That’s considered to be excellent news by the First Nations and environmental groups, as it keeps the original plan and multi-year process intact and requires the government to honour the original process. However, the government can still feasibly reject the Final Recommended Plan after consultations, as the Supreme Court declined to provide an interpretation on that.

“It’s an open question as to whether Yukon can reject this plan, I think is the right way to read this decision,” Langlois said. “I think it’s a partial victory for Yukon in that they’ve erased that part of the judgment.”

However, if the government did reject the plan, it wouldn’t be able to simply come up with its own; instead, it would have to restart the multi-year collaborative process. In addition, the recently elected Yukon government has pledged to accept the Final Recommended Plan. That commitment is arguably a significant part of why the Yukon Liberals won the territorial election in 2016.

The government appears ready to follow through on that commitment.

“This is a victory for all of Yukon,” Yukon Premier Sandy Silver said in a press conference following the ruling. “We believe that when people look back at this moment in time, they’re going to see this as the beginning of a new era, one that’s based upon reconciliation.”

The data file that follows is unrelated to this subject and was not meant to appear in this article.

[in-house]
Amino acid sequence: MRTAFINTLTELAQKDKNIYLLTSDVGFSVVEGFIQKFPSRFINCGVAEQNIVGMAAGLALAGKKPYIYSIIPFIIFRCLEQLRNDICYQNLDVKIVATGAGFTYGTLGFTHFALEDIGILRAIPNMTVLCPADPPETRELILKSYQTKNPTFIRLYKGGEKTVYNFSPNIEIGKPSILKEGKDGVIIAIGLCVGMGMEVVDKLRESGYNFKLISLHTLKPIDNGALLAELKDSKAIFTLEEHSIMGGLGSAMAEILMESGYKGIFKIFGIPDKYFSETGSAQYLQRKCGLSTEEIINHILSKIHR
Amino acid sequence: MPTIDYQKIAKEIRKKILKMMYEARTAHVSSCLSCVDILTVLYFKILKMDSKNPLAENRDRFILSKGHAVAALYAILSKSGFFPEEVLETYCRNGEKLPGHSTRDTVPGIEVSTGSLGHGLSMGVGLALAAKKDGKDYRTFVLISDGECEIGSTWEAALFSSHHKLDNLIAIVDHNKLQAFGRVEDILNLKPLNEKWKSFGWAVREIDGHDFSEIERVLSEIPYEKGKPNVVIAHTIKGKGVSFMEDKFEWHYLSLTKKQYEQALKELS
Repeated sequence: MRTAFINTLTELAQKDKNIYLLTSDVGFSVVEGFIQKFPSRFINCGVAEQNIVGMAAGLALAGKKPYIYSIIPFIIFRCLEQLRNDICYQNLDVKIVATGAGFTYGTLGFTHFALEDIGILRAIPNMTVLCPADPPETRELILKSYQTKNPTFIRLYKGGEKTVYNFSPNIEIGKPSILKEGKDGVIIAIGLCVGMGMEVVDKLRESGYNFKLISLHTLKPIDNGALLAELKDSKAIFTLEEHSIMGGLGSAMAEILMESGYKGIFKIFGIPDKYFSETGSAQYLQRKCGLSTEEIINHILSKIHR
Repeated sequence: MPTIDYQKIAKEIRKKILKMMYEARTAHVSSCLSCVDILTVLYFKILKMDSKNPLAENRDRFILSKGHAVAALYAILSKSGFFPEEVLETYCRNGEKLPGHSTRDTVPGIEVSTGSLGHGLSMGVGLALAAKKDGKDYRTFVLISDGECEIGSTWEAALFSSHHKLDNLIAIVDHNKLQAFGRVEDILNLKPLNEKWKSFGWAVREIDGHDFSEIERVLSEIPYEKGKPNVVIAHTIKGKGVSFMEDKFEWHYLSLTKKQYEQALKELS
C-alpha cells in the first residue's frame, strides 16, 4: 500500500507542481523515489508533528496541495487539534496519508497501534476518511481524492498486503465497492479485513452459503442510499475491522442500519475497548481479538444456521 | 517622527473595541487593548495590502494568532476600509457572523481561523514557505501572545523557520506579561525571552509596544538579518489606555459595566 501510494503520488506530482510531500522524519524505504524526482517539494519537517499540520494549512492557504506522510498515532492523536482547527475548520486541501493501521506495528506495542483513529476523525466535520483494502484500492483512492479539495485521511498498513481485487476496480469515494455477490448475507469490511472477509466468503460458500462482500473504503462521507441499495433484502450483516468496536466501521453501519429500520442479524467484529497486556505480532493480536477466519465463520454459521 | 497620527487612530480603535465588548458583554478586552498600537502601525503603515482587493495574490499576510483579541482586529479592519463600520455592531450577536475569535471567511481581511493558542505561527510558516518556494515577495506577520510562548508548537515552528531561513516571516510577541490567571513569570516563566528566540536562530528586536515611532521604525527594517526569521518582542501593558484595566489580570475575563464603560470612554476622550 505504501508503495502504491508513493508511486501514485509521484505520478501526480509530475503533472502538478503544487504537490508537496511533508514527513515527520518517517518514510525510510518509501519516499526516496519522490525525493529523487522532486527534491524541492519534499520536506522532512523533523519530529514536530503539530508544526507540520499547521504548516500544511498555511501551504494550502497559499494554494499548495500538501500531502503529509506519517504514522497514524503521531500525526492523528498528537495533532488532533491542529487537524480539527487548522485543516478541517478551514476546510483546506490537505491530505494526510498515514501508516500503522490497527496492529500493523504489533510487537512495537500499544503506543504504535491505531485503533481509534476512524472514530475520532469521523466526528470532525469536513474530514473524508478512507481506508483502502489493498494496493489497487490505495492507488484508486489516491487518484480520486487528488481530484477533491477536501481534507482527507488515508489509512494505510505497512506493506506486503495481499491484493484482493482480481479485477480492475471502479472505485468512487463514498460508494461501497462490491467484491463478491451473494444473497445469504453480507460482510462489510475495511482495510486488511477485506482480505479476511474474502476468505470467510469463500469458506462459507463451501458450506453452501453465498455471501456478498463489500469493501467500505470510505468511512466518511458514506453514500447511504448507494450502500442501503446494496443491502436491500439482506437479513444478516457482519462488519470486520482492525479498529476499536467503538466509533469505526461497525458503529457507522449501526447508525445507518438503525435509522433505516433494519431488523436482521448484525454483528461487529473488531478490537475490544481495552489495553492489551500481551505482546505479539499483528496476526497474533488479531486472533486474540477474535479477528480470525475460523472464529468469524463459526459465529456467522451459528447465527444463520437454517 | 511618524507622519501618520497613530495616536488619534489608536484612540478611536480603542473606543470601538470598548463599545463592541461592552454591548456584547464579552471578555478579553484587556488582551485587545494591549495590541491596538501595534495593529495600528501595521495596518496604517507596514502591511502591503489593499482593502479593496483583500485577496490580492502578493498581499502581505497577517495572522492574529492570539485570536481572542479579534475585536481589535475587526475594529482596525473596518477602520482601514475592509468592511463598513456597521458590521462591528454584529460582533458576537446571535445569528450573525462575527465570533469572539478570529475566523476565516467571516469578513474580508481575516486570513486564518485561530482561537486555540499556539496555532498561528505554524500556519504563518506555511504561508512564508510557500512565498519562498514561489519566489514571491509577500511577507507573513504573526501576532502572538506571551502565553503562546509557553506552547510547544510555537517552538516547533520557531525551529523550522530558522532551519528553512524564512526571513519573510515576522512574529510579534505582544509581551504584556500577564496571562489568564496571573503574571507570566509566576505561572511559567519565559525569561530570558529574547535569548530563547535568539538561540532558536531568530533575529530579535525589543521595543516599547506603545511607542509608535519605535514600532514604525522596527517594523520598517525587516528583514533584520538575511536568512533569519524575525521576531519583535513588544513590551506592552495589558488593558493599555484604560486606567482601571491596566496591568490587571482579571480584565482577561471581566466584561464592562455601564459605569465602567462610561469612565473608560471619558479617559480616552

Things might get especially interesting in the coming months.

What Can the Government Still Change?

The plan can still be modified following consultations, so long as the modifications aren’t so extreme that it would constitute a rejection of the plan.

However, modifications must have either been proposed during the collaborative land-use planning process or result from something that can be justified based on things that emerged since the plan was released, such as new scientific studies or recognition of a particularly vulnerable part of the region.